It's a Wood Pecker!
How can we achieve excellence with limited resources, budgets, training; and a laundry list of IT Project needs and requests. Staying focused on your strengths is a good place to start.
“A woodpecker can tap twenty times on a thousand trees and get nowhere, but stay busy. Or he can tap twenty-thousand times on one tree and get dinner.”
The Full Scoop
Recently while on an outdoor walk, a passerby pointed to a telephone poll and excitingly exclaimed, "It's a wood pecker, I haven't seen one of those since I was a kid!!". They were so excited. As usual, I was too engulfed in my own thoughts to notice and appreciated it being pointed out, to be present in the moment; and I enjoyed viewing their excitement at something that some would consider a less than thrilling experience.
Wood Peckers are amazing creatures, and their success depends on staying focused and doing what they do best. They aren't ducks, geese or swans; and that is okay - you can't be everything to everyone, but you can stay focused and do what you do best.“A woodpecker can tap twenty times on a thousand trees and get nowhere, but stay busy. Or he can tap twenty-thousand times on one tree and get dinner.”
Our IT Services team often focuses on keeping the right people in the right roles to ensure we are on track for success. Within our IT Helpdesk for instance, it is important to have people who are able to work with users in a patient, unscripted manner. You need to be a good critical thinker. There are some that would not be a good fit for a high pressure technical job, and if we were to place individuals in a position when they are not a good fit; they will fail.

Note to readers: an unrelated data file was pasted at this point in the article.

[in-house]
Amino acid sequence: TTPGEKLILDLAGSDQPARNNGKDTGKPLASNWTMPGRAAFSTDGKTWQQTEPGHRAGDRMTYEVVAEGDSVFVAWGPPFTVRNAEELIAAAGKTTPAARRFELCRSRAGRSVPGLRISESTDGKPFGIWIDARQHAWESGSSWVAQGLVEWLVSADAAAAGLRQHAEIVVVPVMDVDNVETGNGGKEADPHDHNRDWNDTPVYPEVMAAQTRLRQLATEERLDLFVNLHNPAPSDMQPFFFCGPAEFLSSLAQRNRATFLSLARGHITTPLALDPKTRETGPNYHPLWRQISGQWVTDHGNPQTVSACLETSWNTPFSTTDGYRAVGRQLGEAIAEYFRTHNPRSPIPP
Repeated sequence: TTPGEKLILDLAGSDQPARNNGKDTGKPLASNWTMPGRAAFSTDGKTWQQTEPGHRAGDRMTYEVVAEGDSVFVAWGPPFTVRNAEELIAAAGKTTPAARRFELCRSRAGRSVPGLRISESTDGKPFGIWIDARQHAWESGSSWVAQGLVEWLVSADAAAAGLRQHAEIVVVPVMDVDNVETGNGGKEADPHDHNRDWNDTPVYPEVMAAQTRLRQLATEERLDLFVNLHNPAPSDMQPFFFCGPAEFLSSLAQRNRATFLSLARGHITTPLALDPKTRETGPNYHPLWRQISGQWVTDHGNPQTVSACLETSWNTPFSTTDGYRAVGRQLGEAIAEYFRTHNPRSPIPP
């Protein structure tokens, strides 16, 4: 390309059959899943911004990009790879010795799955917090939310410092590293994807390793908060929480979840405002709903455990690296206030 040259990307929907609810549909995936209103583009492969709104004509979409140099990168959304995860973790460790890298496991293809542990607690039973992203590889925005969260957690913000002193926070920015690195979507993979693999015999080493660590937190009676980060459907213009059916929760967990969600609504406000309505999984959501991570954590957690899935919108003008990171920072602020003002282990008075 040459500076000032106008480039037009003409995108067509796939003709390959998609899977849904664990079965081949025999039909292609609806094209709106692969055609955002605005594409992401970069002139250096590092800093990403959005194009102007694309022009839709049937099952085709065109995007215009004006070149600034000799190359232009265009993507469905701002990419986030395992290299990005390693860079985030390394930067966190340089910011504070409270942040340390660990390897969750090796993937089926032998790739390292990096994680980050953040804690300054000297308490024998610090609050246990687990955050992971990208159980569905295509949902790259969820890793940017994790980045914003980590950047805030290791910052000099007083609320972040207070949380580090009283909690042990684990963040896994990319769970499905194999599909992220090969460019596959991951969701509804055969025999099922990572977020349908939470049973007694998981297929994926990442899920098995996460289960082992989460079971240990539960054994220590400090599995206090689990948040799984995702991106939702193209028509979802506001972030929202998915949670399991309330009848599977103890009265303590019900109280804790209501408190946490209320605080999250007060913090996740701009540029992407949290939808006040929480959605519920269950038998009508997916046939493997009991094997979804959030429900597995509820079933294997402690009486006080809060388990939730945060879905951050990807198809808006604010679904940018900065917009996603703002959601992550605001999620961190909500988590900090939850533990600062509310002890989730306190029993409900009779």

Tom Rath wrote a book some years back called, Strengthsfinder 2.0. My business partner and I have been reviewing some of his key points. Not focusing on your weaknesses seems counter intuitive in our culture, but the point for us has been to not to ignore the weaknesses within our IT Services business; but rather to place individuals in the right positions, where they can focus on their strengths and become much more of what they already are.
If we try to use a Wood Pecker to fill the role of a Duck, we may be disappointed. If someone has limited experience performing software development, but has a talent for debugging complicated issues on our IT Helpdesk; we are going to see if they would like more opportunities to expand their skill set. If a team member struggles with resolving challenging networking and server maintenance issues, but are very organized and people focused; we will move them to an account manager role.
Often organizations use people in the wrong way, and punish the individual rather than understanding where their nature talents reside. We need to help people become the best of who they are, rather than forcing them into something they are not. By aligning training with nature talents and experience, we will find our team becoming increasingly competent and competitive.